Lebanese Court Says Homosexuality Is Not A Crime

Lebanon’s top appeals court has affirmed that homosexuality is not illegal, a landmark moment for LGBT groups in the country.

On Thursday, July 12, the Mount Lebanon appeals court upheld a lower court ruling that had found nine people not guilty who were arrested for same-gender sexual acts, saying that Article 534 of the Lebanese Penal Code doesn’t technically criminalize homosexuality. 

The Law on Unnatural Acts Does Not Apply

Regular readers of LGBT news stories will, by this point, be familiar with colonial era and other similarly religion-based laws that paint any sexual act outside of procreative sex as “unnatural” or “against the order of nature” or other similar wording. Lebanon has such a law, but what the court ruling noted here is that the law has never defined what it means by sexual acts that are “against nature” and therefore we must look to the original intent of the law. 

The Mount Lebanon appeals court found that while the article of the law certainly does ban some sexual practices, ”legislators had not intended to criminalize homosexuality” by virtue of this ban. Rather, they were trying to prevent “offence to public morals”.

The distinction, though it might sound like splitting hairs, is an important one because it rightly points out homosexuality was firstly never framed within the scope of the law.

The courts have therefore characterized same-gender relationships as “a practice of [citizens'] fundamental rights.” This isn’t the first time a Lebanese court has ruled in this way, but it is the first time that a court of this status has affirmed same-gender relationships, and for that reason the ruling may be a major step. 

It’s timing could also be particularly potent given recent clashes over LGBT rights.

Lebanon’s Complex Relationship With LGBT People

Among the host of Arab States, Lebanon is usually classed as a more socially liberal nation, and that particularly applies to LGBT people. While same-gender relationships are not honored in law and no discrimination protections are provided for LGBT people, a certain tolerance for same-gender relationships has existed in Lebanon that has meant a recognizable LGBT community has formed, and from that organizations have created social gatherings and growing discourse.

The fledgling Beirut Pride, for example, has been a major source of hope for LGBT citizens in Lebanon and even from surrounding countries. It was formed as a means to show visibility and solidarity. Unfortunately, in 2017 the Pride event was called off due to terrorist threats. This year’s event appeared to be safe however, and actually got underway with relatively little uproar. Sadly, that was not to last.

A day into the event in May, Lebanese authorities detained the organizer of a Pride week celebration and released him only on the condition that he cancelled the rest of the celebration. This meant the nine-day event was halted. The authorities did this under the pretense that the organizer, Hadi Damien, had not sought approval to have actors read a play that, they said, may have fallen foul of censorship rules. Mr Damien contends that he had sought approval but was told that because the play was not being staged or performed in the usual sense of the word, there was no issue.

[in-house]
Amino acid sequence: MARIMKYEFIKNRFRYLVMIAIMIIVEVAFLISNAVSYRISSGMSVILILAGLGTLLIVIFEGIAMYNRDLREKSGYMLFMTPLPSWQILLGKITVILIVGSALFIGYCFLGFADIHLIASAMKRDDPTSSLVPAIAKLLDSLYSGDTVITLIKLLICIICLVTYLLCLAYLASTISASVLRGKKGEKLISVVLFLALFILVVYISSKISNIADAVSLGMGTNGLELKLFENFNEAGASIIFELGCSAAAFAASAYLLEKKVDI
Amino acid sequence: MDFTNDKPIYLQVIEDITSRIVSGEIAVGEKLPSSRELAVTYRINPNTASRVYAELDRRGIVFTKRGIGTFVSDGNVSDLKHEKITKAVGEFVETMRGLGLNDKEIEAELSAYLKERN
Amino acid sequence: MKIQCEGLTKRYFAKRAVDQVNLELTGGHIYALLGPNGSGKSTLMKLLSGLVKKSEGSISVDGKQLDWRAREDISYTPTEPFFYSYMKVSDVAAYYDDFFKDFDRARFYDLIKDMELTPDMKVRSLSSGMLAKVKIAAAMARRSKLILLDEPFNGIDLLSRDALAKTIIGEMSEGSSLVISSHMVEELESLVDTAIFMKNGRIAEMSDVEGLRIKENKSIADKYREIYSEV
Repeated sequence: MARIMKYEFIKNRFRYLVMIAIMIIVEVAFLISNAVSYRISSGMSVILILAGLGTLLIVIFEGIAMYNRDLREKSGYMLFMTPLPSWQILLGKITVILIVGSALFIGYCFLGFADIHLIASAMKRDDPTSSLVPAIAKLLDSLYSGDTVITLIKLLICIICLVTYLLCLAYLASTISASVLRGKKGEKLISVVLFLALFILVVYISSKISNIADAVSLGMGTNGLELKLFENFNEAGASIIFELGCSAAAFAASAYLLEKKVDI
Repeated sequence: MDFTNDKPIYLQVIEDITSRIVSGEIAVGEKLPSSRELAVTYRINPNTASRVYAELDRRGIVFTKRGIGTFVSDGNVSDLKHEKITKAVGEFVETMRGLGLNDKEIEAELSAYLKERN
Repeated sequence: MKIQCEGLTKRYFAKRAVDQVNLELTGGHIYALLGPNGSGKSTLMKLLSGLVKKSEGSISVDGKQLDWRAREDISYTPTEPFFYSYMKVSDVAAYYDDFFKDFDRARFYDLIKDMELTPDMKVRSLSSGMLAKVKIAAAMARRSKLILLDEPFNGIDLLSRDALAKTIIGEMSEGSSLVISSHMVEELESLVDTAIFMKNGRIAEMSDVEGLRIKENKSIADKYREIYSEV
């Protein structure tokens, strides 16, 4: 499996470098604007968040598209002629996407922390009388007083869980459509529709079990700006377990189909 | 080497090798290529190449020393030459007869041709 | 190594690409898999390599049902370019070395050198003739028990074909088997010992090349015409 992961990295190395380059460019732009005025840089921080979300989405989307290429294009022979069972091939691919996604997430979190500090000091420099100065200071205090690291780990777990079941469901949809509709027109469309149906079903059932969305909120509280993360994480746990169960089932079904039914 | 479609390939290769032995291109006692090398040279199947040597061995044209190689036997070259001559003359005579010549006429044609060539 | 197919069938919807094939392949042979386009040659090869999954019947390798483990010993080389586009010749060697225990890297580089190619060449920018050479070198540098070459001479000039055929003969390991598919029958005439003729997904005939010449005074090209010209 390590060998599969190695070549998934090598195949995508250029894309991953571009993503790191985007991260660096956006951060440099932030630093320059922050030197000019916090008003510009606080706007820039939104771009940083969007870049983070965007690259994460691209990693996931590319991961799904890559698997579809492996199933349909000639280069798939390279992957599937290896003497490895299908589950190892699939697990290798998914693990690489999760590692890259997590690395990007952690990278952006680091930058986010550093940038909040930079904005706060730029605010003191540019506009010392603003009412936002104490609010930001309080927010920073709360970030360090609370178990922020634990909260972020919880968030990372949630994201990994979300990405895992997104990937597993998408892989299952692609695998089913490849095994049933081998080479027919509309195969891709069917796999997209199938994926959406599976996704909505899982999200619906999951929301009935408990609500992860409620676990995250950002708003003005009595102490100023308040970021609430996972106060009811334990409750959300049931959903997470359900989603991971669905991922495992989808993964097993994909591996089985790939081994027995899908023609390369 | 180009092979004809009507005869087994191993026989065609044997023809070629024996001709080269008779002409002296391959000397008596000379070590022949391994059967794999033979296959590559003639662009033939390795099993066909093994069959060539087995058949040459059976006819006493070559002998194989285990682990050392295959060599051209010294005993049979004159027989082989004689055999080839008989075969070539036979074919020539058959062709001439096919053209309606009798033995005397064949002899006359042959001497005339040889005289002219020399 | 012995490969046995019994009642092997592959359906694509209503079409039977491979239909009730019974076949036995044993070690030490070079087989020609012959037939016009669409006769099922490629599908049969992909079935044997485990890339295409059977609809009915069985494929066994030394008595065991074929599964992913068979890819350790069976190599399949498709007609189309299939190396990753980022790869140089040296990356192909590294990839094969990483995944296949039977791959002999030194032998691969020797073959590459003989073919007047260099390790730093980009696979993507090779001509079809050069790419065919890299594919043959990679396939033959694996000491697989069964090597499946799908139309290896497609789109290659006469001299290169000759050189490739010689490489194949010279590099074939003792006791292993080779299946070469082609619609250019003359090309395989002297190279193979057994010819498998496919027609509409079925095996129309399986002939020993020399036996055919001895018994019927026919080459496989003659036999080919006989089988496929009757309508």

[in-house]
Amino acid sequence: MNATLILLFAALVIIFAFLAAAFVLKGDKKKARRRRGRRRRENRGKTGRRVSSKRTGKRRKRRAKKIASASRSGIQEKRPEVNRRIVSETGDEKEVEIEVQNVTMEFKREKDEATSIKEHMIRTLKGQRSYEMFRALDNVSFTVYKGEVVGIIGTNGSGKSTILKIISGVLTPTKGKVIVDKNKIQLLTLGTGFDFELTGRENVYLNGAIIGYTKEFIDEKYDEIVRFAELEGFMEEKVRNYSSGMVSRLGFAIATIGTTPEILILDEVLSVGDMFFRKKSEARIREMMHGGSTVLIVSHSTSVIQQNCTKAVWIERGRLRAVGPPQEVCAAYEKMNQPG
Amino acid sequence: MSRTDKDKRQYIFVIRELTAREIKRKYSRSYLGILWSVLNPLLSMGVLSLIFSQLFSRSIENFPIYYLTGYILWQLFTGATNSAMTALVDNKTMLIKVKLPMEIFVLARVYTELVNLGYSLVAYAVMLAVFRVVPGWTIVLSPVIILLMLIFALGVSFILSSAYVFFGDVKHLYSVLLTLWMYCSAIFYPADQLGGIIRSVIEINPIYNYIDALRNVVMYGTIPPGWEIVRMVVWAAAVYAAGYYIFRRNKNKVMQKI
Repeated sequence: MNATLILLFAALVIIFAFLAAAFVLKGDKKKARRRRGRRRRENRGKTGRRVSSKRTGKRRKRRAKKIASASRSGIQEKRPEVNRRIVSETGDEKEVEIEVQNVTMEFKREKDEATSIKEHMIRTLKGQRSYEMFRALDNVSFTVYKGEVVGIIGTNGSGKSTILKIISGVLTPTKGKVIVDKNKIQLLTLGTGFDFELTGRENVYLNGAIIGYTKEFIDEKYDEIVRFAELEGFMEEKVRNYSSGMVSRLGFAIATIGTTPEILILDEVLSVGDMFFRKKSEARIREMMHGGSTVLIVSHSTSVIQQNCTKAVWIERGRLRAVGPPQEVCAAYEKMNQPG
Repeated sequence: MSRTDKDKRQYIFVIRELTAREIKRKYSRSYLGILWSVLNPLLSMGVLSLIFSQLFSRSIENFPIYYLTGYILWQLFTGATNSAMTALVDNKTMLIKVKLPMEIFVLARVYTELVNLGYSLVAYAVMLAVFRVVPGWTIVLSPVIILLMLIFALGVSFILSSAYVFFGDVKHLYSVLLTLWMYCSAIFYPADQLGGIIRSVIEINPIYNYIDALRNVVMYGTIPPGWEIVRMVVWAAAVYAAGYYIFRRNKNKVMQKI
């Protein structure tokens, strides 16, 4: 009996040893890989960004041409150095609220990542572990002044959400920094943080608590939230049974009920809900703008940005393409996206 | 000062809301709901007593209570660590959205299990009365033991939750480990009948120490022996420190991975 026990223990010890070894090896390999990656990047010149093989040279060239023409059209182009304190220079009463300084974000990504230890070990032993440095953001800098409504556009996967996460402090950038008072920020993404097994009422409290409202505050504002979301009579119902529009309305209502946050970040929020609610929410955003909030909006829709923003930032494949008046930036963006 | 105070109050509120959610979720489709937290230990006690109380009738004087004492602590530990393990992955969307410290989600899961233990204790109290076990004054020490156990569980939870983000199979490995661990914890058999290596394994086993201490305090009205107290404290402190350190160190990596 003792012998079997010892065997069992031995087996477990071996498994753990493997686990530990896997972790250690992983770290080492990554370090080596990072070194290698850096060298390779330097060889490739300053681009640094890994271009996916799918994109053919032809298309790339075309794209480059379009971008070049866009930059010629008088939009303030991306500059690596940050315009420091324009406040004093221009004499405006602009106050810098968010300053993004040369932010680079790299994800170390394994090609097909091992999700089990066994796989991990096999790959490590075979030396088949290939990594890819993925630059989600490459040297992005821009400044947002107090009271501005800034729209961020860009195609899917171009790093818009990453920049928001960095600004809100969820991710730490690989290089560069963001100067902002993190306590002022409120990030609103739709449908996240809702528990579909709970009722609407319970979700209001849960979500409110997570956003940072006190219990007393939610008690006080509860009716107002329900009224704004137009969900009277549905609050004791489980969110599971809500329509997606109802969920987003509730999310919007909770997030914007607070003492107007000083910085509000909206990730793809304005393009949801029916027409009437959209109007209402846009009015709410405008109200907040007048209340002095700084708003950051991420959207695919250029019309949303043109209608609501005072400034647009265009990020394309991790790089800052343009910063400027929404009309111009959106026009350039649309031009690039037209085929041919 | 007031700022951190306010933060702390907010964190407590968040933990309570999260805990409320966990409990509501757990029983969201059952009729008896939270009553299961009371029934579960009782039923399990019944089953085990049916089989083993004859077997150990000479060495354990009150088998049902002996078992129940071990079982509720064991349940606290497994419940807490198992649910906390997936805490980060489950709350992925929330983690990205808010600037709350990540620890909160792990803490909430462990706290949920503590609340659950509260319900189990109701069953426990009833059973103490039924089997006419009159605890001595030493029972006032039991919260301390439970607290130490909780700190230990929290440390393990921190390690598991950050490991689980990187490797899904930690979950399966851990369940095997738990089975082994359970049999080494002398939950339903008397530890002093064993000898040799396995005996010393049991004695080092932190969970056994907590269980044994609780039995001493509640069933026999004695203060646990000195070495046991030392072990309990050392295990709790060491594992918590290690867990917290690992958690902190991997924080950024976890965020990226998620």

At the time, campaigners said they feared authorities, rather than protecting LGBT people, were starting to bow to pressure from the many religious sects within the country to clamp down on LGBT people. Indeed, officials appeared to have acted on a tip by a religious group that had provided them a “distorted” program of events that painted the Pride event as sexualized and unsuitable for public staging. That authorities did not bother to investigate before acting is, however, entirely their own fault.

This ruling would appear to push back on that and prompts the government to take action to better meet the needs of its LGBT citizens. It also seems clear that private same-gender relationships have scope for protection under Lebanon’s guarantee of fundamental rights, and this ruling would also seem to bolster the case for a Pride event as a natural expression of that identity.

Whether government officials will see the ruling in this way is unclear, but it is hard to overstate how quietly powerful this appeals court ruling could be.

Photo credit: Thinkstock.

52 comments

Marie W
Marie W2 months ago

Thanks for sharing.

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Colin C
Colin C7 months ago

Today 6th September India has de criminalized homosexuality, so double good news. Way to go Lebanon and India

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Winn A
Winn A8 months ago

Good News!

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Leo C
Leo C8 months ago

Thank you for sharing

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Tania N
Tania N8 months ago

Thanks for sharing.

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Tania N
Tania N8 months ago

Thanks for sharing.

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Carol C
Carol C8 months ago

Glad to hear of the progress. Thank you for the post.

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Paulo R
Paulo R8 months ago

great news, ty

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Janis K
Janis K8 months ago

Thanks for sharing.

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Leo C
Leo C8 months ago

Thank you for posting!

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